Increased greenhouse gas emissions as a result of India’s increased energy consumption and the country’s future dependence on fossil fuels to serve its energy security have raised serious environmental concerns. As an emerging economy, India has a huge opportunity to meet its development goals in minimal energy consumption. Energy efficiency, termed as ‘the first fuel’ by the International Energy Agency (IEA), will play a pivotal role in determining an optimal energy portfolio for India.
The deployment of clean energy systems is gaining momentum through policy interventions in India and across the globe. Although, one of the most inexpensive achievable option available is adopting an energy efficient lifestyle. Energy efficiency is increasingly becoming a key pillar of energy transformation policies in the world. Implementing robust energy efficiency interventions lead to curbed air pollution, decarbonisation, improved energy access, better resource use and enhanced energy security. The transition to clean energy will be faster and cheaper if energy efficiency measures are undertaken.
As a part of the Paris Agreement, India has committed to reducing its energy intensity (units of energy use per unit of GDP) by 33-35 percent by 2030 compared to the 2005 levels. The implementation of various energy efficiency schemes by the Bureau of Energy Efficiency (BEE) such as the National Mission for Enhanced Energy Efficiency (NMEEE), Demand Side Management (DSM), Energy Conservation Building Code (ECBE), etc. have yielded positive results. As per recent data released by the power ministry, the country has already reduced the energy intensity of its economy by 20 percent compared to 2005 levels. This has resulted in total energy savings of 23.73 MTOE (million tonnes of oil equivalent) in 2018-19, resulting in savings worth INR 891.22 billion. There is a still a vast untapped opportunity to expand energy efficiency measures in the residential, micro, small and medium enterprises and the transport sectors.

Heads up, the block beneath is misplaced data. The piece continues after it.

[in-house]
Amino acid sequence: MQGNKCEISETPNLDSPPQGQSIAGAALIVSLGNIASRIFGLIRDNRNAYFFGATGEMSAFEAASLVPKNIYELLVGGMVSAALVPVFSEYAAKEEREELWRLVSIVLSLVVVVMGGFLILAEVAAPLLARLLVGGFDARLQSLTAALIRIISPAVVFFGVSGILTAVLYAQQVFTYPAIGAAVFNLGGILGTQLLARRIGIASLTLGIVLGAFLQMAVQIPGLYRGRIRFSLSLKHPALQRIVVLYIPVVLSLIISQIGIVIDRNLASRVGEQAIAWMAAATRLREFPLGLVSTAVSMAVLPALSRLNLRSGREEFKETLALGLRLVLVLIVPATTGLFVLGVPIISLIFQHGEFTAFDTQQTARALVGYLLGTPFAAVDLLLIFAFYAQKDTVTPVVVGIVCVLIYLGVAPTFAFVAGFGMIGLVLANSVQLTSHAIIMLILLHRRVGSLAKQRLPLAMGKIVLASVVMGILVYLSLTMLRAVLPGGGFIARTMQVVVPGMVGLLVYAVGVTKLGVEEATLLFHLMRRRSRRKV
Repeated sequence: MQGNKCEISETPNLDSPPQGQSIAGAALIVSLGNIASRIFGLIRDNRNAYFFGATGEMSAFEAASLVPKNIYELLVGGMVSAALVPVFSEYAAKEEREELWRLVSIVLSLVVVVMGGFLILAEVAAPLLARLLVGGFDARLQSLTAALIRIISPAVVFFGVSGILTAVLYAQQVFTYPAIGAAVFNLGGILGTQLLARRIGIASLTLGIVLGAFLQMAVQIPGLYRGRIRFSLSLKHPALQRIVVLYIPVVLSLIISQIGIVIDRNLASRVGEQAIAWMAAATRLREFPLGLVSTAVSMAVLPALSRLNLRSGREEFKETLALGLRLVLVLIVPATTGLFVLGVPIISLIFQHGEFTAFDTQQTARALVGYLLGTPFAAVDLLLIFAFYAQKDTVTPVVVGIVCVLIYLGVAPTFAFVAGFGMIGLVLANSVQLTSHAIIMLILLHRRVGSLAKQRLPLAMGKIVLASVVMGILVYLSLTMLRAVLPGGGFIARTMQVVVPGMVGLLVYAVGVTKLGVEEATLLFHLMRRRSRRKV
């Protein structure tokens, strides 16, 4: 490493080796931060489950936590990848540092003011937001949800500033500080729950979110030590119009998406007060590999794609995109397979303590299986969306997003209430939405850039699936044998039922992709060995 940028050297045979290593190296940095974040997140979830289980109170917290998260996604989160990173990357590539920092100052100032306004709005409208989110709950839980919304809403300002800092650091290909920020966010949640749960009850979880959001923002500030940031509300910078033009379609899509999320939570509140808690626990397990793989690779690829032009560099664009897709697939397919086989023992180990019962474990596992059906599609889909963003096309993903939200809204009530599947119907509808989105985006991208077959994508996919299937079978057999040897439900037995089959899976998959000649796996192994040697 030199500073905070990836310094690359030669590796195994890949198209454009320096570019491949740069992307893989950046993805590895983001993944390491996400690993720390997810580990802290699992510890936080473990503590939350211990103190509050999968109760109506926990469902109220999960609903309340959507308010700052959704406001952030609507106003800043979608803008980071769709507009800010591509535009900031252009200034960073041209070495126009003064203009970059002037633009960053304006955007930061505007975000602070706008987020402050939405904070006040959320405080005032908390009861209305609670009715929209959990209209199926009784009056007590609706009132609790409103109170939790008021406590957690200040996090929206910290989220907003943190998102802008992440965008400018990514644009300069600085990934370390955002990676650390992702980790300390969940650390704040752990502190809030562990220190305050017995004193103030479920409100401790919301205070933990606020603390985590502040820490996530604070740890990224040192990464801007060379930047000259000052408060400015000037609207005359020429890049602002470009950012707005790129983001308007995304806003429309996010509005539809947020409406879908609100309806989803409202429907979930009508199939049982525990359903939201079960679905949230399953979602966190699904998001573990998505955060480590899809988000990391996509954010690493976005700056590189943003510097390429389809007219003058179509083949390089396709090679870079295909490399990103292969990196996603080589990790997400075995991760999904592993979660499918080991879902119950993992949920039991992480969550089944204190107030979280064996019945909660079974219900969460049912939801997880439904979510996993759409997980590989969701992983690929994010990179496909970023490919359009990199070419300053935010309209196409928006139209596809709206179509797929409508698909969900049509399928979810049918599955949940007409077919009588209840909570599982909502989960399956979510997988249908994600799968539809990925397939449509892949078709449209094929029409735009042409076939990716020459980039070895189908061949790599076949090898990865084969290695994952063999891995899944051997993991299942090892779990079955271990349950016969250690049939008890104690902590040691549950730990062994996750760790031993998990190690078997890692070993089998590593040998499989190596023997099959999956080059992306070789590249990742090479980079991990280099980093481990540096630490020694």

Poorly-designed buildings lead to higher energy consumption per unit of the built area. Inefficient buildings make the inhabitants uncomfortable, increasing their need for more appliances to improve well-being. Efficient use of material and resources in construction will result in low energy loads in buildings. The state governments need to prioritise the uptake of Energy Conservation Building Codes (ECBC) for both commercial and residential buildings and make it mandatory in new building construction. The BEE recently launched a new programme for conducting feasibility tests on 100 existing buildings to develop a framework to transform them into Nearly Zero Energy Buildings (NZEB). The objective of this initiative is to develop a framework for conventional buildings to achieve low energy use per unit area. It is crucial for India to push for the expansion of the NZEB programme to all segments of the construction sector. A report by the International Finance Corporation (IFC) has stated that in emerging markets, green buildings will offer a USD 24.7 trillion investment opportunity. The government of Maharashtra has partnered with the IFC to promote green housing. There is a need to develop ties with various multilateral organisations to fund such green housing initiatives.